Clinical, pathologic, and microbiologic findings of foot abscess in neonatal pigs

Ian A. Gardner From the Departments of Epidemiology and Preventive Medicine (Gardner, Hird, Sullivan) and Pathology (Pierce), School of Veterinary Medicine, University of California, Davis, CA 95616.

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David W. Hird From the Departments of Epidemiology and Preventive Medicine (Gardner, Hird, Sullivan) and Pathology (Pierce), School of Veterinary Medicine, University of California, Davis, CA 95616.

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Nadine M. Sullivan From the Departments of Epidemiology and Preventive Medicine (Gardner, Hird, Sullivan) and Pathology (Pierce), School of Veterinary Medicine, University of California, Davis, CA 95616.

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Robert J. Pierce From the Departments of Epidemiology and Preventive Medicine (Gardner, Hird, Sullivan) and Pathology (Pierce), School of Veterinary Medicine, University of California, Davis, CA 95616.

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 BVSc, MS

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Summary

A longitudinal study was undertaken in a swine herd with an ever-present problem of foot abscess in suckling pigs reared on a woven-wire floor. Of 3,322 4-day-old pigs, 199 (6%) developed abscess lesions involving claws and accessory digits before weaning. Lesions were first detected in 4-day-old pigs; median and mean ages at onset were 10 and 11.3 days, respectively. At first detection, most pigs had only a single claw affected, but 39 pigs had at least 2 claws with abscesses. Hind limbs had more affected claws (140) than forelimbs (96). In the hind limbs, medial claws were most likely to have lesions, whereas the reverse was true for the forelimbs. Gross and microscopic examinations of affected claws indicated necrotic pododermatitis, with severe osteomyelitis, arthritis, and tenosynovitis. Bacteria isolated from foot abscess lesions included Actinomyces pyogenes, Staphylococcus spp, β-hemolytic Streptococcus spp, Actinobacillus spp, Escherichia coli, Fusobacterium spp, Bacteroides spp, and Peptostreptococcus spp.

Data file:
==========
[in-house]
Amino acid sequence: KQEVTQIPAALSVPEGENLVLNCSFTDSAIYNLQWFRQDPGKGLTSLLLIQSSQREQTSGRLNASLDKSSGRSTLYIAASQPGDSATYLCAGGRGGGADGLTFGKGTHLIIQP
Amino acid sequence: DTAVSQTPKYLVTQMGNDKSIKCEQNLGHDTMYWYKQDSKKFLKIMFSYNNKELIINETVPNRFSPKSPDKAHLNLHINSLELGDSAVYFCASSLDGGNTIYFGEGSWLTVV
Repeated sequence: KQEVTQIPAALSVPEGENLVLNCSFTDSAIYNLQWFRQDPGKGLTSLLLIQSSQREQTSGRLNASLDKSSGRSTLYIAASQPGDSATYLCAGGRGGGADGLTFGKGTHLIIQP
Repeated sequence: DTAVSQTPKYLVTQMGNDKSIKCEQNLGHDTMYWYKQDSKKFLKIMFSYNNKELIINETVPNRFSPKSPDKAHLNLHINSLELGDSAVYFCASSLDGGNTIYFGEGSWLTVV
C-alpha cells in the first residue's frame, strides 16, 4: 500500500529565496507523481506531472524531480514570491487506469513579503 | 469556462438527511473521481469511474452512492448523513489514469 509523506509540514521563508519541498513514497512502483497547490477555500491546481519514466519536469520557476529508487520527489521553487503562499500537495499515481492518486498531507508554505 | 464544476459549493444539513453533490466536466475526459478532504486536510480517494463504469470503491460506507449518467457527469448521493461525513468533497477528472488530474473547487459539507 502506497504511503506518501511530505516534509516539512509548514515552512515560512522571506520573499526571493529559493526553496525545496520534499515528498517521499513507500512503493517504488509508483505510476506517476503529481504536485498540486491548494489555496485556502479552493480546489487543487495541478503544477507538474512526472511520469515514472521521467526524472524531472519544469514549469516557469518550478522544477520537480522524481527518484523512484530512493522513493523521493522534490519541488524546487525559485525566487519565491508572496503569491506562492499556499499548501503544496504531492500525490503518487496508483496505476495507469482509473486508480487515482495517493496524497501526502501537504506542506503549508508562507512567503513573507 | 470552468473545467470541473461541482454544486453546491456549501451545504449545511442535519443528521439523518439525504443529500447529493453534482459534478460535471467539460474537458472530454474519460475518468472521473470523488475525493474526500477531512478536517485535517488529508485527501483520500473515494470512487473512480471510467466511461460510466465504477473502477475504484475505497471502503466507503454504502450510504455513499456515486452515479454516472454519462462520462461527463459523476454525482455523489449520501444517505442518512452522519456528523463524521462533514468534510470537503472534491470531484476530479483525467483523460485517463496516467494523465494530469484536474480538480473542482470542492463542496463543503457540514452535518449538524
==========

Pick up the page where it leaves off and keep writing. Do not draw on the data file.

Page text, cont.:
Summary

A longitudinal study was undertaken in a swine herd with an ever-present problem of foot abscess in suckling pigs reared on a woven-wire floor. Of 3,322 4-day-old pigs, 199 (6%) developed abscess lesions involving claws and accessory digits before weaning. Lesions were first detected in 4-day-old pigs; median and mean ages at onset were 10 and 11.3 days, respectively. At first detection, most pigs had only a single claw affected, but 39 pigs had at least 2 claws with abscesses. Hind limbs had more affected claws (140) than forelimbs (96). In the hind limbs, medial claws were most likely to have lesions, whereas the reverse was true for the forelimbs. Gross and microscopic examinations of affected claws indicated necrotic pododermatitis, with severe osteomyelitis, arthritis, and tenosynovitis. Bacteria isolated from foot abscess lesions included Actinomyces pyogenes, Staphylococcus spp, β-hemolytic Streptococcus spp, Actinobacillus spp, Escherichia coli, Fusobacterium spp, Bacteroides spp, and Peptostreptococcus spp.

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